Neonatal Wolfram Syndrome: Novel De-novo Dominant Mutation Presenting as an Unusual Clinical Phenotype

Program: Abstracts - Orals, Featured Poster Presentations, and Posters
Session: SUN 596-623-Case Reports: Pediatric Endocrinology & Metabolism
Sunday, June 16, 2013: 1:45 PM-3:45 PM
Expo Halls ABC (Moscone Center)

Poster Board SUN-612
David Zangen*1, Abdulsalam Abulibdeh2, Ranit Jaron3, Tom Walsh4, mary-Claire King5 and Efrat Levy-Lahad3
1Hadassah Hebrew Univ Med Ctr, Jerusalem, Israel, 2Hadassah Hebrew University Medical Center, Jerusalem, Israel, 3Shaare Zedek Medical Center, Jerusalem, Israel, 4University of.Washington, Seattle, WA, 5University of Washington, Seattle, WA
Background: Wolfram, known also as DIDMOAD (Diabetes Insipidus, Diabetes Mellitus, Optic Atrophy and Deafness) syndrome (WS) is a rare neurodegenerative disorder resulting usually from biallelic WFS1 gene mutations. Diabetes mellitus usually its first symptom, rarely presents prior to 1y of age.

Clinical and molecular studies: Exome sequencing was performed on a 5.9 years old boy from a consanguineous Palestinian family. He presented neonatally at 40d of age with persistent neonatal diabetes, bilateral cataracts, congenital (prelingual) deafness and left hydronephrosis.  During follow up he developed failure to thrive, microcephaly, severe psychomotor retardation, seizures, severe scoliosis and bilateral lower limbs contractures. Laboratory investigations revealed normal serum electrolytes, lipase and thyroid function tests, normal urine osmolality, low serum insulin levels, negative anti insulin antibodies,  normal pancreas by sonogram, 46,XY karyotype, and normal  sequencing of the KiR6.2  gene. Whole exome sequencing revealed a heterozygous, c.923 C>T (p. S308F) novel, de-novo, missense mutation in an evolutionary conserved amino acid of WFS1; that  was defined damaging by predicting softwares. Although wolframin 1’s function has not been established its known formation as an oligomer suggests, that a dominant negative effect may cause the severe phenotype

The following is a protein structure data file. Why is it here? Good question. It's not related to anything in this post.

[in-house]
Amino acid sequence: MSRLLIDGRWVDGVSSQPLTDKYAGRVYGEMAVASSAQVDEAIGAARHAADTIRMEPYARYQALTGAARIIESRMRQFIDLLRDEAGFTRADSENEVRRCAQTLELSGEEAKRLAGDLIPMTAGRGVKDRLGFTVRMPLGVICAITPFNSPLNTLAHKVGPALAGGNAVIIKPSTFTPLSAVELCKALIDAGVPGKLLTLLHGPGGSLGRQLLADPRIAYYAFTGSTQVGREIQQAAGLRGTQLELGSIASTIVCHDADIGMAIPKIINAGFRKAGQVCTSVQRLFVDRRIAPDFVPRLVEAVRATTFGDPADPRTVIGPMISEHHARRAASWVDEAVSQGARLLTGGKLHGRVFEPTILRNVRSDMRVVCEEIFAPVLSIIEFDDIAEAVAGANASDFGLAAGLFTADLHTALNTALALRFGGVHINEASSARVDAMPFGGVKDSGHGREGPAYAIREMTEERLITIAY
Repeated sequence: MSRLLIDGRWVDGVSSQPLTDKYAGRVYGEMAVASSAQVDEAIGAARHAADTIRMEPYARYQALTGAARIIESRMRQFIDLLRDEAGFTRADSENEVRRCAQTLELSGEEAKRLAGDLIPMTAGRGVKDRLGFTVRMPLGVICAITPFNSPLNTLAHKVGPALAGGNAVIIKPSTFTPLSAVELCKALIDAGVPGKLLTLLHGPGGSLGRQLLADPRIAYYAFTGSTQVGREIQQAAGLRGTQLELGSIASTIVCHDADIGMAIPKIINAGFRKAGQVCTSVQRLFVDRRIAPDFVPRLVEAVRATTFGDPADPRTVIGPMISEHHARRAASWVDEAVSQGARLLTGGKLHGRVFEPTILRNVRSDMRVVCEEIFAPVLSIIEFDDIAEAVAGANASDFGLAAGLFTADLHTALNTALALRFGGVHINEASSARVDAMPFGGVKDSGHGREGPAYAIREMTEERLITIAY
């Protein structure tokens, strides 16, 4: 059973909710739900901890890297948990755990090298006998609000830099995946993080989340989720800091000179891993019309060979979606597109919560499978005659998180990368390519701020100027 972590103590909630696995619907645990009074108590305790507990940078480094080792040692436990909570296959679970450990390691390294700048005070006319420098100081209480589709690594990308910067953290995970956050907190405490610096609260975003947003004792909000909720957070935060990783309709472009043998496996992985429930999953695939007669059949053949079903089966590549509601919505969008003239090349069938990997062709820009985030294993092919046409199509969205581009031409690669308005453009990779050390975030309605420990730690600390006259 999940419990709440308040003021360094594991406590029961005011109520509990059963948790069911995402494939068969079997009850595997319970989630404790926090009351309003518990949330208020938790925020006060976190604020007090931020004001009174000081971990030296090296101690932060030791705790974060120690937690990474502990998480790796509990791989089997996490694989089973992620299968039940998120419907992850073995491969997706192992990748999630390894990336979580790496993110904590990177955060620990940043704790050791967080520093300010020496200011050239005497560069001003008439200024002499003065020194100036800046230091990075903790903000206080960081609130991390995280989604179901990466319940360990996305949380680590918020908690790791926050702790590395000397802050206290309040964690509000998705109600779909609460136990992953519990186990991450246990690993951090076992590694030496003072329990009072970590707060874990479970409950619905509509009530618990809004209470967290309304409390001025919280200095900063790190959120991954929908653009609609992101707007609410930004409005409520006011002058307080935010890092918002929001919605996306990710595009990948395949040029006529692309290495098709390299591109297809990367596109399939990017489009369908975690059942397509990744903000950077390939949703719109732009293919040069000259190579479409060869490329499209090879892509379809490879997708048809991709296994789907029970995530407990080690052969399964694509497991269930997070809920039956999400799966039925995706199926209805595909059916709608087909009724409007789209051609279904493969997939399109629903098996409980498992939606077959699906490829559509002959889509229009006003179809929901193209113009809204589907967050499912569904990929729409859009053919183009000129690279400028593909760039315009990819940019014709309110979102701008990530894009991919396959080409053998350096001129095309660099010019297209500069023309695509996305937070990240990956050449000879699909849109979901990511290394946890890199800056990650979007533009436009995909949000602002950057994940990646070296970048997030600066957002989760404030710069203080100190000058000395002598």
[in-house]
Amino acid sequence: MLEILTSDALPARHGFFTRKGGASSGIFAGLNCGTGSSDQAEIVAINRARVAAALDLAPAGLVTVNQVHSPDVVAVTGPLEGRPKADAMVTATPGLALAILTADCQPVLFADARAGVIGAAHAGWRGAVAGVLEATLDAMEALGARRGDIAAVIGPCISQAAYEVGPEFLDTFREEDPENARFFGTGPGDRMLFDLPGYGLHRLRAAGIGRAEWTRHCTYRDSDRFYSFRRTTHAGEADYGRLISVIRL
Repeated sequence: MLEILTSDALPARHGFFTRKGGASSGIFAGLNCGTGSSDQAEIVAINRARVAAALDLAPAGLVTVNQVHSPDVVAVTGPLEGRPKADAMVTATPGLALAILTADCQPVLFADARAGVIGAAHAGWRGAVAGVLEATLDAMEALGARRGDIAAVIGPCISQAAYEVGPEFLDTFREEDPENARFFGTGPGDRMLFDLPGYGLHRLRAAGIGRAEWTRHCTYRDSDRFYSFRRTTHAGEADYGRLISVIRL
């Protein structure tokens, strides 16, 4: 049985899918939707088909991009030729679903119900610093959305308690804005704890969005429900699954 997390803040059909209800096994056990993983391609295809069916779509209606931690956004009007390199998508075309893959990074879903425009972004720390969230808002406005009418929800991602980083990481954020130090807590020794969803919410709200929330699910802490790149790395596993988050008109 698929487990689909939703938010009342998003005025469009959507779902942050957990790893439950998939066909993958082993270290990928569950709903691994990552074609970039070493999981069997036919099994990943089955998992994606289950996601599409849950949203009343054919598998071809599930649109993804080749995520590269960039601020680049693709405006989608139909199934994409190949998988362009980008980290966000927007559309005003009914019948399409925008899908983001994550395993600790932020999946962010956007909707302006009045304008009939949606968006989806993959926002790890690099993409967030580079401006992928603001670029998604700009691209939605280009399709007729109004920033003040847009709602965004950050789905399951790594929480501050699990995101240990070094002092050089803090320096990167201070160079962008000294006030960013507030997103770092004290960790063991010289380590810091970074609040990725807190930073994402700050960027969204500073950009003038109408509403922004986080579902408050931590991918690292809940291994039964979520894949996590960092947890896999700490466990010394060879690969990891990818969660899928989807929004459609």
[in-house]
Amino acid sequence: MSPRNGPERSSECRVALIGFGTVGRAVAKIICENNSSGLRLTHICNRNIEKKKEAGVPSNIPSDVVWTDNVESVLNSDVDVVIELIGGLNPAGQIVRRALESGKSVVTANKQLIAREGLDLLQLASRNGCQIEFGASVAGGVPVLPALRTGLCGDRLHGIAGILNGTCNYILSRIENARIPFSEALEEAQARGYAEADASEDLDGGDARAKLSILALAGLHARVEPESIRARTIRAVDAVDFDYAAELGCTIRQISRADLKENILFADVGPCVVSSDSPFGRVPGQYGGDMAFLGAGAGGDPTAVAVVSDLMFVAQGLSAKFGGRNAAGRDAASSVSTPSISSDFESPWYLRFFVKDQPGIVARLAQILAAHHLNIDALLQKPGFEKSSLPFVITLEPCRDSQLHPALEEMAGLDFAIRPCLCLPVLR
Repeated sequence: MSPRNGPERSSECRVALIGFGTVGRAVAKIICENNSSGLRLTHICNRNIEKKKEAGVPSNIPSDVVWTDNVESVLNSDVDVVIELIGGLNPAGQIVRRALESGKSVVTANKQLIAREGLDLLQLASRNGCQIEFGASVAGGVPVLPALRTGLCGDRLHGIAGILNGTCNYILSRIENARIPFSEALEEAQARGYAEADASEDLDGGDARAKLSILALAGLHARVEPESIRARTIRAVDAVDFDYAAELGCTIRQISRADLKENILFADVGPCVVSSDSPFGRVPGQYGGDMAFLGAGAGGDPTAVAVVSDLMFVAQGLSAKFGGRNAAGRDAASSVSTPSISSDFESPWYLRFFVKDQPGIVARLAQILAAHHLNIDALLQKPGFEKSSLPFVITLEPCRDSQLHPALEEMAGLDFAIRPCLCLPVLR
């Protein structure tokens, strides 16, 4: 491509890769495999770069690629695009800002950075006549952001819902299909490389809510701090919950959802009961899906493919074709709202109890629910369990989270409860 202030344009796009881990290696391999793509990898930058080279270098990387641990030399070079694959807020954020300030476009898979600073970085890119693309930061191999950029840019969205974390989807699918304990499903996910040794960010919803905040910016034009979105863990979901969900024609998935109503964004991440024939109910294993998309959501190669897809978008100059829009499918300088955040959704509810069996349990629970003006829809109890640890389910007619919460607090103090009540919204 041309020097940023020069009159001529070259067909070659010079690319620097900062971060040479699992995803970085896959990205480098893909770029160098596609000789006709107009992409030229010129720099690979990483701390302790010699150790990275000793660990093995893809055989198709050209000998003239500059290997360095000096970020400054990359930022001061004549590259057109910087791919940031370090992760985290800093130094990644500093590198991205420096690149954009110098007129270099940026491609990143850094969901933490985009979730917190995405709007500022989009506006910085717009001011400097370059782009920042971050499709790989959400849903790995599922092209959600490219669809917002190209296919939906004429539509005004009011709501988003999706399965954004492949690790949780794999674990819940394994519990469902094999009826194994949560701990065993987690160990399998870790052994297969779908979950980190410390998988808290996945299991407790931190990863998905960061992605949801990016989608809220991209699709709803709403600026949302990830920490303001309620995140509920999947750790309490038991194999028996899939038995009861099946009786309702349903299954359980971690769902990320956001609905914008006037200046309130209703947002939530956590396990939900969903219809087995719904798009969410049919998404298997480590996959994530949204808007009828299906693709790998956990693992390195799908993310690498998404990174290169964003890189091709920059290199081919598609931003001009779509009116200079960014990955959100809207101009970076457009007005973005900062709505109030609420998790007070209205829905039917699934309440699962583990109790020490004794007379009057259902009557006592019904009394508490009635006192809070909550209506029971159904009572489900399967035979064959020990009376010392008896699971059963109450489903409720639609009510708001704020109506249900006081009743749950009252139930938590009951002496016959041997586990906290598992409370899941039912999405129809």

Conclusion: A novel de-novo heterozygous WFS1 mutation causes a unique and severe WS with cataracts, deafness and diabetes mellitus presenting neonatally. The clinical application of next-generation sequencing technology enhanced the diagnosis of a rare genetic disorder in a patient with atypical presentation and may have a role in defining new clinical manifestations of rare syndromes, such as WS.

Nothing to Disclose: DZ, AA, RJ, TW, MCK, EL

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